In last weeks BMJ privateers Julian Le Grand and Zack Cooper came to the underwhelming conclusion that “The reforms have not had a deleterious effect on the equity of waiting times for elective surgery in England” On the strength(?) of this they followed up with an article in The Guardian(!), “The NHS can cut costs and still care” followed by letters, including from Peter Fisher, president of the NHS consultant’s association and then a pointed response from Le Grand and Cooper.
Before I summon the energy to respnd to their BMJ article (my baby cryeth upstairs) Here’s my response to an article Le Grand and Cooper wrote in the BMJ news in May:
“As the great sage Jagger said, “You can’t always get what you want!”” House.
According to Zack Cooper and Julian Le Grand, writing in support of patient choice and provider competition in the BMA News in May 2009, “the true test of how a health service is performing is whether patients are satisfied with their care”. It seems extraordinary that this should be the ‘true test’ of healthcare rather than for example, better health. Never mind better diabetic control or better mobility and pain control after orthopaedic surgery, or a reduction in mortality after angioplasty, or any other clinical outcome for that matter. A brief reflection on the parallel system of private healthcare in the UK is explanatory. In the UK people pay for private healthcare in order to have direct access to a consultant specialist, to be seen at a convenient time such as an evening or weekend, to guarantee a private room or for other non-clinical hotel comforts such as carpets or luxury menus. Unsurprisingly the costs of having a specialist at your beck and call and staying in luxury accommodation after your operation vastly exceeds the costs of equivalent NHS care. Satisfaction rates may be higher, but there’s no evidence for any difference in clinical outcomes. At my surgery in Hackney, East London patients have to fill in ‘satisfaction questionnaires’ every year and the responses are one of our ‘performance indicators’ which determine how much we are paid. Frequently there are complaints about our lack of beverage facilities and the quality of reading material in the waiting area. More seriously, of the 26 key performance indicators for Independent Sector Treatment Centres (ISTCs) only 8 are clinical indicators of any kind and only one can be considered a ‘pure clinical outcome indicator’. Whilst I would never deny that I want my patients to be satisfied, I know that quite frequently what they want (viagra) is not the same as what they need (a test for diabetes)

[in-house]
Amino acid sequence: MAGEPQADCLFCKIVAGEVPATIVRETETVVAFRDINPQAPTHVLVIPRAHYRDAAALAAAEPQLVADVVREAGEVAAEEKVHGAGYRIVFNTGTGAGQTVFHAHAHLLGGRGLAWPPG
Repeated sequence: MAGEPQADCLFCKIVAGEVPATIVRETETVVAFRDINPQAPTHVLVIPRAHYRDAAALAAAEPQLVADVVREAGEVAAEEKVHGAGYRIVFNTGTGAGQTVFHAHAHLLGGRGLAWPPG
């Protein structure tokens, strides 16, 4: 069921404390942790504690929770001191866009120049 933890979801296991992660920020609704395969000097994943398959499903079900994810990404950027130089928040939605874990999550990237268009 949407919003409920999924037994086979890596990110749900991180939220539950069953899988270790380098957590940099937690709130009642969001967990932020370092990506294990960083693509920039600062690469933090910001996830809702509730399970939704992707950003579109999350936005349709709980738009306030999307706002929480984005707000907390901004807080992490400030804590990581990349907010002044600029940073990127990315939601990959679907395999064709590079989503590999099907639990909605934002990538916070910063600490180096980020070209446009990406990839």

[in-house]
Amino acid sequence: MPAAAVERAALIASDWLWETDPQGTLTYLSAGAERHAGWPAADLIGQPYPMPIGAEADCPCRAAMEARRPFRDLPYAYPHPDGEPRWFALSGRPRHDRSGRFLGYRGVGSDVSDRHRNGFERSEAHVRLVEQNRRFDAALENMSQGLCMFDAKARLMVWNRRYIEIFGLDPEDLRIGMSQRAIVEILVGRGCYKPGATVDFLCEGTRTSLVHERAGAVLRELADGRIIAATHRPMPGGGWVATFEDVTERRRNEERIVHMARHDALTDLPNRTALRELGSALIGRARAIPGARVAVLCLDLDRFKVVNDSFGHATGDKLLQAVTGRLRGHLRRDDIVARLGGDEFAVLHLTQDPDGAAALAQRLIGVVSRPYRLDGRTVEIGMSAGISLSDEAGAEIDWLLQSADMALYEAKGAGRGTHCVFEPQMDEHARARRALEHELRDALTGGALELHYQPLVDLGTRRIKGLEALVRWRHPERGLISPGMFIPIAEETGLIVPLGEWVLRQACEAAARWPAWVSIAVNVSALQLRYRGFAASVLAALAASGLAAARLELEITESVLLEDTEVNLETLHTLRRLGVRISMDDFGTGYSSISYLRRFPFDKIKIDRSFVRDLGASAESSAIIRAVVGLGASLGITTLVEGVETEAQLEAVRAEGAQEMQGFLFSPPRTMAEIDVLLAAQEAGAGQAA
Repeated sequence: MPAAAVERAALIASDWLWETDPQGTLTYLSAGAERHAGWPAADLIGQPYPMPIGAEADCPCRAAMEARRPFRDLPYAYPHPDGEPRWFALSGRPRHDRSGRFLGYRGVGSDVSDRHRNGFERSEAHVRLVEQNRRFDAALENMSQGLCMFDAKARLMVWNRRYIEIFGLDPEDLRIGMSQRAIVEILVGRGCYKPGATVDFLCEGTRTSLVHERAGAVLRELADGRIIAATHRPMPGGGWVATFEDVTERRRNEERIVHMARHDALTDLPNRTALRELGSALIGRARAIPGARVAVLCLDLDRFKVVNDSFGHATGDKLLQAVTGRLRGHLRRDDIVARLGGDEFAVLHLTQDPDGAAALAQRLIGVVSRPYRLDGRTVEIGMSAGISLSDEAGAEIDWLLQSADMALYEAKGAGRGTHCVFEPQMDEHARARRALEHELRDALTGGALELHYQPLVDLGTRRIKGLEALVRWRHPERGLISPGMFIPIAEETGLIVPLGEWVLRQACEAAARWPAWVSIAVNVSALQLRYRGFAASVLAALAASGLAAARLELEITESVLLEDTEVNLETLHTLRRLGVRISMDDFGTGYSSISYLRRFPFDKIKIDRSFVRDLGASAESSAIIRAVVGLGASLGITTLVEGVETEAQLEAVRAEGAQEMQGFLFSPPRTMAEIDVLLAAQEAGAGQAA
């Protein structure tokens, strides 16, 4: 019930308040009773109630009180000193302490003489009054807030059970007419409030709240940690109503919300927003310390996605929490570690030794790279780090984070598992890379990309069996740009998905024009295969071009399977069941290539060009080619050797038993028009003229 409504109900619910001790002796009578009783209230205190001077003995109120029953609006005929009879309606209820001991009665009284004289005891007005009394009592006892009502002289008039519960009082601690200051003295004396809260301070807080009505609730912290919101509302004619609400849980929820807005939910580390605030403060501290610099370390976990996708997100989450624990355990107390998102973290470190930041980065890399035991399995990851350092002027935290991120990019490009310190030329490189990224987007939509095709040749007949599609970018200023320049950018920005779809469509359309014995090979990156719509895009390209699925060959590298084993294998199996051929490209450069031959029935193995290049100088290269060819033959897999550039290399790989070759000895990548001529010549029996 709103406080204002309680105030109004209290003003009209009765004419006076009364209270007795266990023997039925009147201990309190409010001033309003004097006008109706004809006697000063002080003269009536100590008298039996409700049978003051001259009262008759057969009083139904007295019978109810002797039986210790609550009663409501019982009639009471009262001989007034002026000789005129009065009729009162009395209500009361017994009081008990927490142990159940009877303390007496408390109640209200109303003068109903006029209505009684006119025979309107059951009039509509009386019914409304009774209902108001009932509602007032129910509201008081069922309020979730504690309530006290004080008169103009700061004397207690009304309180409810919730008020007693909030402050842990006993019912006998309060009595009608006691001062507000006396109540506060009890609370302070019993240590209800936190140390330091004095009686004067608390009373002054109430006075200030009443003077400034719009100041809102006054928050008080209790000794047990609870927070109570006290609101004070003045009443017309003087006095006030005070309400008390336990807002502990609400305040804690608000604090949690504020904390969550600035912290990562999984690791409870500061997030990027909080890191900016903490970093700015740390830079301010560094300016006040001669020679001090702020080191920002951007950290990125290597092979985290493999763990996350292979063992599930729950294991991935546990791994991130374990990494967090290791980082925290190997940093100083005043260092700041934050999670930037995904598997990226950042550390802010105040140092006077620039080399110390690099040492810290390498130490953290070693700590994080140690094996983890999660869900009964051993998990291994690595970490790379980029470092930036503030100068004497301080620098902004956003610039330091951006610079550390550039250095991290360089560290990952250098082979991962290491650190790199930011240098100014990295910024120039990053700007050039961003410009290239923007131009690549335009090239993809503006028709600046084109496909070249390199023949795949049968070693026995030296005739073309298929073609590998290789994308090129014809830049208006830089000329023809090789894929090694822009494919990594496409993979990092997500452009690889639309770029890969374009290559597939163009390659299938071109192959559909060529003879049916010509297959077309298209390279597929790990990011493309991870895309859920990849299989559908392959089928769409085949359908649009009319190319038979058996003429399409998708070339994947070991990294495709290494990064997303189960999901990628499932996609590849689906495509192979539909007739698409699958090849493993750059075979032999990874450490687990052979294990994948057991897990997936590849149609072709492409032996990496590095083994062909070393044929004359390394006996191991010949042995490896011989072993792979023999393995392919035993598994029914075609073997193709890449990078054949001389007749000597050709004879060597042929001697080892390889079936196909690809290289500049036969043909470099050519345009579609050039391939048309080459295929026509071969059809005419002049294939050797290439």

One hundred years ago Bernard Shaw wrote in the Preface to the Doctor’s Dilemma, “Please do not class me as one who “doesn’t believe in doctors.” One of our most pressing social needs is a national staff of doctors whom we can believe in, and whose prosperity shall not depend on the nation’s sickness, but its health”
Satisfaction is the ‘true goal’ of private medicine because satisfied consumers keep coming back for more.
One of the many questions we now need to ask is, are these patients who are being seen quicker, healthier as a result?
 No Turning Back, BMA news May 23rd 2009 p.15
 Player S, Leys C Confuse and Conceal: The NHS and Independent Sector Treatment Centres